200714100 - Bull Trout Effective Population Size in Isolated Populations

Sponsor: Columbia River Fisheries Program Office

Budgets: FY07: $302,000 | FY08: $238,000 | FY09: $253,000

Short description: Estimate population abundance, effective population size and within/among population genetic variability in isolated populations to provide empirical data toward defining minimum viable population size and restoration and recovery of bull trout.

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Final Council recommendation (Nov 2006)

Funding category: Expense

Recommended budgets: FY07: $0 | FY08: $0 | FY09: $0

Comment:

ISRP final recommendation: Not fundable

Comment:

The authors attempt to develop an approach for a very restricted area that will have broad applicability throughout the basin; however, it is not clear how results obtained in this study will necessarily have broad applicability in the basin. The project will only describe movement and habitats in a limited area. Making the larger, region-wide inference that these habitats and movements are requirements for bull trout does not seem justified. The sponsors do not demonstrate how their data will be used to infer what bull trout requirements are. It is not clear that management has many options to act on the information gained to make substantial improvements in bull trout recovery. It is not clear what will be done differently based on the information gained. The effective population sizes of 50 to prevent inbreeding and 500 for long-term sustainability are commonly used in the literature, but are not established theoretically or empirically in conservation biology. The minimum genetically effective population sizes for short and long-term persistence remain speculative. Sponsors indicate that the goal of the work is to provide empirical data toward defining minimum viable population objectives for restoration and recovery of bull trout. The task is to estimate effective population size from demographic and genetic data. The step from these estimates to making the decision on defining minimum population sizes is inadequate. The second step, using management tools to address increasing effective population size in populations where it would be deemed too low is absent from the background. The detail on evaluating bull trout movements is adequate, but the detail on determining the abundance of bull trout is not adequate. Several alternative methods are identified but none has yet been selected. No criteria are given for how this selection will take place. Preliminary fieldwork should have been performed so this could have been addressed in this proposal. No purpose is identified for evaluating within and between genetic variability for this project. What is the purpose of these estimates? What will they be used for? More information is needed on the methods to estimate effective population size. Particularly, how will a standardized variance in reproductive success be estimated? In the habitat analysis - how will a weak and strong bull trout population be defined? Is a habitat comparison between the locations where strong and weak populations found really a valid method to determine habitat requirements? This proposal has a need for a map of the study area in order to describe the potential problems created for the bull trout populations by the irrigation canal and to help the reader follow the study design. This is evident throughout the proposal.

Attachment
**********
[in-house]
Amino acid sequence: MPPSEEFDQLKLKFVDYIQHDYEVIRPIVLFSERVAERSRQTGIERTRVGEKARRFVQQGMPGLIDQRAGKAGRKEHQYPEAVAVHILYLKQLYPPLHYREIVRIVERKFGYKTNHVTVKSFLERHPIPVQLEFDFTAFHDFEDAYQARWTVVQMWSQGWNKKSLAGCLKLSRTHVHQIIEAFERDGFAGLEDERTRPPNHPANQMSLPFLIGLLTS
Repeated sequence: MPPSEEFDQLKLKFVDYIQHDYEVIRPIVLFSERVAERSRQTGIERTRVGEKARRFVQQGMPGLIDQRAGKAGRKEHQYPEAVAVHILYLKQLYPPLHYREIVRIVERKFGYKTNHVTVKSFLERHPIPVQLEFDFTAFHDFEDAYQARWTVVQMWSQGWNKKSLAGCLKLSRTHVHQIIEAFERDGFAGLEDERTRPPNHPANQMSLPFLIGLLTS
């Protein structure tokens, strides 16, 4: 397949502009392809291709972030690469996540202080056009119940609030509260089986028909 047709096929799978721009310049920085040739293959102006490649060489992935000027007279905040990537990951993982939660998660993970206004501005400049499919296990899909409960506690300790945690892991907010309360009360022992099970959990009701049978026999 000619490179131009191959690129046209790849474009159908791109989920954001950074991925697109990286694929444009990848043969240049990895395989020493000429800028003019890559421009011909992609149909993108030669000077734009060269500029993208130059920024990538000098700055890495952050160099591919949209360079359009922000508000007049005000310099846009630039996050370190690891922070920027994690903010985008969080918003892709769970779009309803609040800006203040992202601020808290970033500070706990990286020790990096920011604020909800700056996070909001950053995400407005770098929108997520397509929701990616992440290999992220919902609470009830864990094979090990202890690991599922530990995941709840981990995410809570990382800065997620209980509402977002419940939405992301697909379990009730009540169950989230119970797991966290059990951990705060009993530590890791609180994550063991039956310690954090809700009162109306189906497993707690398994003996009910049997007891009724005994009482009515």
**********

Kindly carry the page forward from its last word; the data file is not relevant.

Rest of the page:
State/province recommendation: Not fundable

Review group: OSPIT - Blue Mountain

Recommended budgets: FY07: (n/a) | FY08: (n/a) | FY09: (n/a)

Comment: